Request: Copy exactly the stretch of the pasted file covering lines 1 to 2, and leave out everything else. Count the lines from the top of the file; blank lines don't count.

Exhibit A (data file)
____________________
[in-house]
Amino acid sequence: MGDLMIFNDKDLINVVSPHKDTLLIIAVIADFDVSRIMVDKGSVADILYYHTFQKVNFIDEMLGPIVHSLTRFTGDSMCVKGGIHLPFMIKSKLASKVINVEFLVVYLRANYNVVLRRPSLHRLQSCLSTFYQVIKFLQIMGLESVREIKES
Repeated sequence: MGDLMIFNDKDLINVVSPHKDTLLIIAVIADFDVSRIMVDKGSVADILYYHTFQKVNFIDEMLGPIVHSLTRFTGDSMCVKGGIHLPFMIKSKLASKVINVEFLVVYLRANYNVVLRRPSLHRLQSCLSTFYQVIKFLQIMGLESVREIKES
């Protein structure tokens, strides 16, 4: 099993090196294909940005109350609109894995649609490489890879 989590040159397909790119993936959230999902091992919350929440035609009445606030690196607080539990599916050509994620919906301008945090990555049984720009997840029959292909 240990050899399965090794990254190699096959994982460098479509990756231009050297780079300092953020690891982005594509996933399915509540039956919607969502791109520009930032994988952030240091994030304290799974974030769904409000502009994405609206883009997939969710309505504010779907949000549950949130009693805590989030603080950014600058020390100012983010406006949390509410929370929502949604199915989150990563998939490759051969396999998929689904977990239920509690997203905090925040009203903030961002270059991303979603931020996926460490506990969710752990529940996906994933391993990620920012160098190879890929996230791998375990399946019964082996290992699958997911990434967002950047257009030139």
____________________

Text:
[in-house]
Amino acid sequence: MGDLMIFNDKDLINVVSPHKDTLLIIAVIADFDVSRIMVDKGSVADILYYHTFQKVNFIDEMLGPIVHSLTRFTGDSMCVKGGIHLPFMIKSKLASKVINVEFLVVYLRANYNVVLRRPSLHRLQSCLSTFYQVIKFLQIMGLESVREIKES